Franciscan University Women’s Ministry’s annual BeLoved event took place Jan. 30 in the Finnegan Fieldhouse, drawing more than 500 women to an evening of reflection and prayer.
The event began at 5:30 p.m. with a welcome from Mary Catherine Jadlos, residence director of Sts. Louis and Elizabeth Hall, followed by dinner and conversation. This year’s theme was Transformed at the Foot of the Cross.
Three guests spoke on this topic, each tying his or her words back to Pope St. John Paul II’s message, “Do not be afraid.”
The sessions were interspersed with praise and worship led by student Katy Blythe and four personal video testimonies from women on campus.
The Rev. Stash Dailey addressed the women with an appeal to understand the cross as a gift and an “invitation to eternity,” rather than something to be avoided.
He advised them to look to Mary as an example of a woman who embraced her sorrow as leading to permanent joy by helping others, rather than giving in to mere sadness.
Freshman Catherine Riddle said that she was especially struck by Dailey’s point that “you are who you are based on what God wants you to be.”
Riddle said that it allowed her to step back and “realize how amazing God is because He’s good, not because of what He does. I realized that I’m being given the opportunity to choose to trust in God.”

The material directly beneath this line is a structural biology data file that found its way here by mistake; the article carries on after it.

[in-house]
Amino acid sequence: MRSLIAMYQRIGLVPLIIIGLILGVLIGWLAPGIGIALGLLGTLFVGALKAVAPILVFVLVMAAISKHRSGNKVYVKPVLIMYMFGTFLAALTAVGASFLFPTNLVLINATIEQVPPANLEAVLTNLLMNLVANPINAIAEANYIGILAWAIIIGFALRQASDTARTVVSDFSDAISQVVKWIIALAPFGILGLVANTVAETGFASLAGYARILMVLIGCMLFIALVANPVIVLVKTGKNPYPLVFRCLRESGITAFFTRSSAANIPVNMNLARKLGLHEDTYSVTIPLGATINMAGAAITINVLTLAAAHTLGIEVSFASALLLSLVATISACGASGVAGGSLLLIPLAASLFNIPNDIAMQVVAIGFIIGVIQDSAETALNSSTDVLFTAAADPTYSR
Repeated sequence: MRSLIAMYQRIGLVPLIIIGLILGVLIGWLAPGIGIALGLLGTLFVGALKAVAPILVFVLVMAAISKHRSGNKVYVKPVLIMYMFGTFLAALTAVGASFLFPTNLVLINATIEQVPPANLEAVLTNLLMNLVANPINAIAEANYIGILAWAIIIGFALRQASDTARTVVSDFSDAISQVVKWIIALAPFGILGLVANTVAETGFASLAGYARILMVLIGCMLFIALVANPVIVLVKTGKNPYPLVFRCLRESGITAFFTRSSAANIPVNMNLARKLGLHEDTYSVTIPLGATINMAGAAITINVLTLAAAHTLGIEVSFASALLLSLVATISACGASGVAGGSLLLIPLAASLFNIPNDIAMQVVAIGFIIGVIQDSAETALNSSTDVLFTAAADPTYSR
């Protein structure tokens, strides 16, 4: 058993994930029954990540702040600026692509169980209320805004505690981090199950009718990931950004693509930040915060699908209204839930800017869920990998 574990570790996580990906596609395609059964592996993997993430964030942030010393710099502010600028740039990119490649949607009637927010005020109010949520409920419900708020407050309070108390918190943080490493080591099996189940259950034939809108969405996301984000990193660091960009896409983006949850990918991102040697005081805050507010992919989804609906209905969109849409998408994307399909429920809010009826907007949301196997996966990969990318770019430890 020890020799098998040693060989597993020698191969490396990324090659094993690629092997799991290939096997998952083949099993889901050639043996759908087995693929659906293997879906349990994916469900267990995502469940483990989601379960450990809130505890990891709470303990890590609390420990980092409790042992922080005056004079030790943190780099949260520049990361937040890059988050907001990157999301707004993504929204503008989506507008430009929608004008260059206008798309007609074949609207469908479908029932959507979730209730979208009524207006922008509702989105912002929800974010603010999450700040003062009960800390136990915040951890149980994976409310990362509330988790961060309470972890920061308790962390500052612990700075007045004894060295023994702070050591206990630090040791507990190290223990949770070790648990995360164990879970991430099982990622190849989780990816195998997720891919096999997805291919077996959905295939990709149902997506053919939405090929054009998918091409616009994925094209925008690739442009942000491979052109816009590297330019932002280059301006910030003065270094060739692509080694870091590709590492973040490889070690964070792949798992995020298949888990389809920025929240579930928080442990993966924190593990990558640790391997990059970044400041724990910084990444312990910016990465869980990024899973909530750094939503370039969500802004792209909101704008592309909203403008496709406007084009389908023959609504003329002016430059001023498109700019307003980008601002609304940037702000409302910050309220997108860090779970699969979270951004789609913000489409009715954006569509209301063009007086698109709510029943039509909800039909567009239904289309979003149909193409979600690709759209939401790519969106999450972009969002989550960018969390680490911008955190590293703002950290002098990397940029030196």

Sister Therese Marie Inglesias, TOR, shared her own story of suffering through dealing with vertigo, and she advised the women, “Do not be afraid of suffering.”
She continued, “In prayer you come face-to-face with the fact that you are helpless, not in control.”
Inglesias said that it was in eventually accepting God’s will that she was able to offer up her sufferings.
“Doing does not accomplish much,” said Inglesias. “It is being the sacrifice that does.”
Freshman Rachel Lavallee was struck by Inglesias’ testimony that she “felt how Christ was intimately with her in suffering.”
Freshman Sarah Tohill was “reminded of the innate relationship between us and Jesus, and how real relationship is when you commit.”
Inglesias ended with two reasons for her tears at the end of an extended period of pain from vertigo: her intimacy with Christ in suffering and “gratitude for Him saving me from myself for Him.”
Michelle Asci, wife of Franciscan theology professor Donald Asci, STD, offered an exposition of the unique role of women in suffering.
Women “respond to the suffering of others, seeing a need through our perception,” she said.